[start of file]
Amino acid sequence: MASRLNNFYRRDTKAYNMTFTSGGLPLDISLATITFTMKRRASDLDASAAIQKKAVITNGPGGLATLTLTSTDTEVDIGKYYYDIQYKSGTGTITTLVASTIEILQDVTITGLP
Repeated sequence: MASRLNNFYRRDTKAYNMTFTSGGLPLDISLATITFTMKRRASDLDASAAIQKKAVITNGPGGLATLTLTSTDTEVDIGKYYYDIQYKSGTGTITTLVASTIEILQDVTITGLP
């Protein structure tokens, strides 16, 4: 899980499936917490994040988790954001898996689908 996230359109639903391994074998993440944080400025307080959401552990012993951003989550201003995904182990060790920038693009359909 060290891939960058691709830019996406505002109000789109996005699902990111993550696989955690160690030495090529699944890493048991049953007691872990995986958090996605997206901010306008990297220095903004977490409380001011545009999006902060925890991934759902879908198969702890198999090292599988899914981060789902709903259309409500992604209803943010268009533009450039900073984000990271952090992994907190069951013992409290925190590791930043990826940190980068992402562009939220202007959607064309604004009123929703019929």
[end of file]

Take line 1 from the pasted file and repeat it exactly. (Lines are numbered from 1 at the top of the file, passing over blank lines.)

Amino acid sequence: MASRLNNFYRRDTKAYNMTFTSGGLPLDISLATITFTMKRRASDLDASAAIQKKAVITNGPGGLATLTLTSTDTEVDIGKYYYDIQYKSGTGTITTLVASTIEILQDVTITGLP